July 13, 2024
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July 13, 2024
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Linking Northern and Central NJ, Bronx, Manhattan, Westchester and CT

This week’s Torah portion teaches us about the kohanim, the special Jewish priests. They had the important job of conducting services in the Tabernacle and guiding the people to become the best they could be. The high priest, the kohen gadol, wore an especially beautiful uniform that was made up of holy and meaningful objects that helped him lead the people in the right way. One of these was a special breastplate that he wore suspended on gold chains from his neck. It was made up of precious jewels with letters engraved on them. When the nation had an important decision to make they didn’t just decide on their own. They came to the kohen gadol and asked for advice. God caused the letters on the chest-plate to light up and spell out the answer. They would follow this advice and always succeed. From here we learn the value of asking for advice from someone with more experience to help us know what to do.

In our story a boy realizes that sometimes it’s smarter not to be “too smart” to ask for advice.

The Race

Andrew and Jonathan were ready to go. Their club was going to have a big go-cart race.

Mr. Shore, the club leader, told them the rules. “Boys,” he said. “You have to make the carts all by yourselves, but you’re allowed to come and ask me for ideas or advice.”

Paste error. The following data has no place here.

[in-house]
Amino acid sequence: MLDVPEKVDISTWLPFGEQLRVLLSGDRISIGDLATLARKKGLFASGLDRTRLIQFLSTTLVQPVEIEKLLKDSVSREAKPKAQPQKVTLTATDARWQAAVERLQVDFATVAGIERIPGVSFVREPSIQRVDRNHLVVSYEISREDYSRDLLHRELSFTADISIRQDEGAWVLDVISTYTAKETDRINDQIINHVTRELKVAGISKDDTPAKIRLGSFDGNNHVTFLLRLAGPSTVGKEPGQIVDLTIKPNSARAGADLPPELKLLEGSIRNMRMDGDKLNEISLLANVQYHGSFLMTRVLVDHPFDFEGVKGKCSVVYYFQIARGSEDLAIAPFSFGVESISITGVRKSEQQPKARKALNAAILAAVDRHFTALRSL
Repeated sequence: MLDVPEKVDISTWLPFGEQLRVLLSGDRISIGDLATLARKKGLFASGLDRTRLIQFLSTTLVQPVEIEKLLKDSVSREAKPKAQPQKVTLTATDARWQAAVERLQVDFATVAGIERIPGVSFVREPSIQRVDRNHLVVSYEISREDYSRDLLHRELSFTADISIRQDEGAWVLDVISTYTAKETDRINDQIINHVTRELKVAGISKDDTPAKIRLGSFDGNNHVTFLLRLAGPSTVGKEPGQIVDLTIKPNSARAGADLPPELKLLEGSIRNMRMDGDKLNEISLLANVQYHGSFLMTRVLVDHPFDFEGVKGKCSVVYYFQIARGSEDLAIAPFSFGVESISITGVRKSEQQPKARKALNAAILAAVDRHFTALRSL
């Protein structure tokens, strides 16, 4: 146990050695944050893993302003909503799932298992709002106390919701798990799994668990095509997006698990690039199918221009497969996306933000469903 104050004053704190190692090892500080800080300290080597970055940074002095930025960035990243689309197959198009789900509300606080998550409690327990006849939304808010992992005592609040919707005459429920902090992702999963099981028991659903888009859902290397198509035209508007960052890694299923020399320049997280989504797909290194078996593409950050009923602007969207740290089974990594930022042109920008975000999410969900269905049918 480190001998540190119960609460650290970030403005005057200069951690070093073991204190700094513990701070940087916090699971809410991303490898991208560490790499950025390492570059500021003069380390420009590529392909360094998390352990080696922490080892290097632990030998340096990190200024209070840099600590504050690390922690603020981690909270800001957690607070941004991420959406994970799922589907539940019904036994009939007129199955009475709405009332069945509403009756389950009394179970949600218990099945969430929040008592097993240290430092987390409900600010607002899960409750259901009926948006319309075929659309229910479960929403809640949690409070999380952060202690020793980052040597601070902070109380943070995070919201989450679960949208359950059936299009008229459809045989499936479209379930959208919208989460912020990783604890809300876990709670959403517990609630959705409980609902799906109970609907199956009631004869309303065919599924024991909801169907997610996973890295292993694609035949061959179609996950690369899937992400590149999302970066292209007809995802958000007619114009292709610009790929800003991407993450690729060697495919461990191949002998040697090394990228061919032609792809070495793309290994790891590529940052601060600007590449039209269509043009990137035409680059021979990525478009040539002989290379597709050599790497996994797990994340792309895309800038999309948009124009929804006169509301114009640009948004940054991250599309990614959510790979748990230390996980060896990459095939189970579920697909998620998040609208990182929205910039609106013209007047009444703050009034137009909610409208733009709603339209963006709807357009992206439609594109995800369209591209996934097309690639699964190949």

The next day Andrew met Jonathan on his way to Mr. Shore’s office.

“Where are you going?” asked Andrew.

“I’m going to ask the club leader for some tips on how to build the go-cart. Wanna come?” Jonathan asked.

“No thanks!” said Andrew. “I don’t need advice from anyone. I can figure it out all by myself,” he added proudly.

“Did you ever make a go-cart before?” asked his friend.

“Well, no,” said Andrew. “But I’m sure it’ll be easy.”

Jonathan went on his way to the leader’s office. Mr. Shore was happy to see him, and gave him some good pointers. Jonathan had to work very hard, but following his leader’s advice, he made a really fast go-cart.

Andrew, on the other hand, wasn’t as successful. His go-cart came out looking more like a shopping cart and went only about half as fast.

Jonathan won the big race, and when Andrew saw his friend’s beautiful trophy, he said to himself, “Maybe next year I’ll ask for help after all.” 


Nesanel Yoel Safran is a writer, chef, and a teacher/student of Jewish spirituality. He blends these assorted vocations on his blog, Soul Foodie, where you can join him on mystical cooking adventures and glean practical wisdom for the kitchen—and for living. https://soulfoodiecom.wordpress.com/

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